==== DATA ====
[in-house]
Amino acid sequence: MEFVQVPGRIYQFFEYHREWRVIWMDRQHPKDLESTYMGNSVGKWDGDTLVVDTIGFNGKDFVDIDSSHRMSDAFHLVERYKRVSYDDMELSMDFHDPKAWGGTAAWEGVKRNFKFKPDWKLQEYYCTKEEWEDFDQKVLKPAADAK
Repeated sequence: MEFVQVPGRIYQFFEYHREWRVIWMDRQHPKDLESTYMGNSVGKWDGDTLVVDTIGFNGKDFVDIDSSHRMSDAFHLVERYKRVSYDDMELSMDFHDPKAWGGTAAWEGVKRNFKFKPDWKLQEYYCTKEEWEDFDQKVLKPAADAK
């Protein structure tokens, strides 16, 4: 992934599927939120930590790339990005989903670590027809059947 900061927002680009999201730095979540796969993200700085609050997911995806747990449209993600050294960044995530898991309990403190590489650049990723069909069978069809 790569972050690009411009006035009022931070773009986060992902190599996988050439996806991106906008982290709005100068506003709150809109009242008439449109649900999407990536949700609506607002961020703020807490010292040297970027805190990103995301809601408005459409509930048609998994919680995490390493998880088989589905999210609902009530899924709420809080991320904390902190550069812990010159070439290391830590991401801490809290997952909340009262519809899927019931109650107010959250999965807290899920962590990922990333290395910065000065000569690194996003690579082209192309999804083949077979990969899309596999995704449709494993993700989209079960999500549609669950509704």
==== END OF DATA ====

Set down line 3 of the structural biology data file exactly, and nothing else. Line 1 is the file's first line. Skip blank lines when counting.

Repeated sequence: MEFVQVPGRIYQFFEYHREWRVIWMDRQHPKDLESTYMGNSVGKWDGDTLVVDTIGFNGKDFVDIDSSHRMSDAFHLVERYKRVSYDDMELSMDFHDPKAWGGTAAWEGVKRNFKFKPDWKLQEYYCTKEEWEDFDQKVLKPAADAK